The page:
Lying Leg Press vs. Seated Leg Press

Leg presses are effective for shaping your butt and thighs.

Leg presses are effective for shaping your butt and thighs.

If you want to improve the shape of your hips and thighs -- and who doesn't -- then perform leg press exercises. The lying and seated leg presses are very similar in movement, but when you are seated, you work your butt and hamstrings, or rear thigh muscles, whereas the lying leg press works your quadriceps, or front thigh muscles.

Seated Leg Press

Sit on the leg press machine with your back up against the seat. Set the weight stack to an appropriate weight.

Put your feet up on the vertical platform and push it out until your knees are straight. Keep your feet pressed against the platform at all times. Do not lift your heels or your toes off the platform during the motion.

Bend your hips and knees to about 90 degrees, bringing the platform toward you.

Extend your hips and knees until they are almost fully straight.

Lying Leg Press

Set the weight stack and lie face up on the bench of the machine.

Put your feet up on the vertical platform with your knees bent at about 90 degrees. Keep your feet pressed on the platform at all times.

Extend your hips and knees until they are straight, pushing the platform out.

Bend your hips and knees until they are back to a 90-degree angle, your starting position.

Items you will need

  • Seated leg press machine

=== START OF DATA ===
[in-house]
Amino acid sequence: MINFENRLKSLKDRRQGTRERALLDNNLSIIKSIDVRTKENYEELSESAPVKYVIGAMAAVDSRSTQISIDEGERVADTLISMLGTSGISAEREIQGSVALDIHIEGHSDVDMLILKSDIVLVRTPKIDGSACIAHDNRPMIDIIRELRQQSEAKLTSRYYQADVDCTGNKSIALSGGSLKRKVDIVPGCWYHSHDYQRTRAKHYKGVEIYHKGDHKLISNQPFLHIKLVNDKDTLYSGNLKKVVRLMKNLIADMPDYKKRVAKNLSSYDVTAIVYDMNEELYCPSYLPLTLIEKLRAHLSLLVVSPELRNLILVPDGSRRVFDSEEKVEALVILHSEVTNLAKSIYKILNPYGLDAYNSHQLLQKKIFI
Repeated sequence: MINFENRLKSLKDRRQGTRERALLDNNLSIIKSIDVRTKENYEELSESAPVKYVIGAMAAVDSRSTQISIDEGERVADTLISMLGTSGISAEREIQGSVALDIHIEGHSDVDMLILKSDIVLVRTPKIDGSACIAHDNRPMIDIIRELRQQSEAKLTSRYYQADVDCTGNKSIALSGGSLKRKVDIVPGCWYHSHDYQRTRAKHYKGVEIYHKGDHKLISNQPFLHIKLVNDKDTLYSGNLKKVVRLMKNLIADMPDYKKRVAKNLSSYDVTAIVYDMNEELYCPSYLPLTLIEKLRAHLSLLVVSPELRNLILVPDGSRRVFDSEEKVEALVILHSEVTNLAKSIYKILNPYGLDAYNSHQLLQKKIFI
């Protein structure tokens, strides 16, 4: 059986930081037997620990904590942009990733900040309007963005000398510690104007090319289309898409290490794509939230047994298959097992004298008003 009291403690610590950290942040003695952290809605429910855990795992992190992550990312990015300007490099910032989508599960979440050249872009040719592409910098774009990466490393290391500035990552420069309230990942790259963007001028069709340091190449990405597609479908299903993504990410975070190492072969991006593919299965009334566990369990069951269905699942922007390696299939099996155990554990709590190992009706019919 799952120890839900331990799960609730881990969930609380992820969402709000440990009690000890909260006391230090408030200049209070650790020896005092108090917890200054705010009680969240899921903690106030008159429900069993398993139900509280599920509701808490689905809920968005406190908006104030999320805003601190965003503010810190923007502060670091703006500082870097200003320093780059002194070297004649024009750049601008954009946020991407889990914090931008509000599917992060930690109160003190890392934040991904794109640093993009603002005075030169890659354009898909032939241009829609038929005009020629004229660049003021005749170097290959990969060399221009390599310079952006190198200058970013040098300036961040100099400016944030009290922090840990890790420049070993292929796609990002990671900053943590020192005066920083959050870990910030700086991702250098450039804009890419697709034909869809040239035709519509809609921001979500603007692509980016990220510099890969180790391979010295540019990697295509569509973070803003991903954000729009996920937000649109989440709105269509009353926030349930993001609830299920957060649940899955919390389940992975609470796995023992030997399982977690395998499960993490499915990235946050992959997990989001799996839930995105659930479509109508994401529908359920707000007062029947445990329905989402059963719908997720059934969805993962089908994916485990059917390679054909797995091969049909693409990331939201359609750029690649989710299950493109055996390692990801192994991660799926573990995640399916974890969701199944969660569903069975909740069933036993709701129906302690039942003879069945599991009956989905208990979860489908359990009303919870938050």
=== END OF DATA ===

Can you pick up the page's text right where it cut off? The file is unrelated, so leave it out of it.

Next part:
• Lying leg press machine

Tip

  • Utilize a variety of rep ranges to get the most out of your leg press training. Higher reps help you build the endurance of your hip and thigh muscles, while a lower rep range will allow you to sculpt their musculature and improve your curves. Do four sets per leg press exercise. Two sets should consists of 15 to 25 reps with lighter weights, and the other two sets of eight to 12 reps with a heavier load.

Warning

  • Always maintain a specific breathing pattern when doing leg presses, or any other exercise, for that matter. Inhale during the preparation phase, then exhale during the exertion phase. Holding your breath could cause serious complications, including a rise in blood pressure.
 

About the Author

Richard Choueiri is a fitness and nutrition expert and the author of "The Human Statue Workout." He began writing professionally in 2007 and his work has been featured in Bodybuilding.com and "Physique Magazine." Choueiri studied exercise science and nutritional science at Rutgers University. He holds an American College of Sports Medicine CPT, and a National Exercise and Sports Trainers Association CMMACC.

Photo Credits

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